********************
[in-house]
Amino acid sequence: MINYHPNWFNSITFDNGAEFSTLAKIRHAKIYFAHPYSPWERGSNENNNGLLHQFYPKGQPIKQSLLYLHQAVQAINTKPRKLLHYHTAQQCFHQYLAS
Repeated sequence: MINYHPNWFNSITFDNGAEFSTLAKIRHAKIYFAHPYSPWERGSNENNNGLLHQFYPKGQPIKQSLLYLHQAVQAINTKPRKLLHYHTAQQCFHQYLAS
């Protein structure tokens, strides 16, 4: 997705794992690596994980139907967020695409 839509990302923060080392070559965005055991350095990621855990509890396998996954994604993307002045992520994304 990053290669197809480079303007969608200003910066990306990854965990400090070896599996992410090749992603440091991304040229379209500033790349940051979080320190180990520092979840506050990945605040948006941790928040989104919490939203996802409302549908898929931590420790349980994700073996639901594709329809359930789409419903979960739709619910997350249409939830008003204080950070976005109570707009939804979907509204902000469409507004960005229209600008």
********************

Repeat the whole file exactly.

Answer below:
[in-house]
Amino acid sequence: MINYHPNWFNSITFDNGAEFSTLAKIRHAKIYFAHPYSPWERGSNENNNGLLHQFYPKGQPIKQSLLYLHQAVQAINTKPRKLLHYHTAQQCFHQYLAS
Repeated sequence: MINYHPNWFNSITFDNGAEFSTLAKIRHAKIYFAHPYSPWERGSNENNNGLLHQFYPKGQPIKQSLLYLHQAVQAINTKPRKLLHYHTAQQCFHQYLAS
């Protein structure tokens, strides 16, 4: 997705794992690596994980139907967020695409 839509990302923060080392070559965005055991350095990621855990509890396998996954994604993307002045992520994304 990053290669197809480079303007969608200003910066990306990854965990400090070896599996992410090749992603440091991304040229379209500033790349940051979080320190180990520092979840506050990945605040948006941790928040989104919490939203996802409302549908898929931590420790349980994700073996639901594709329809359930789409419903979960739709619910997350249409939830008003204080950070976005109570707009939804979907509204902000469409507004960005229209600008």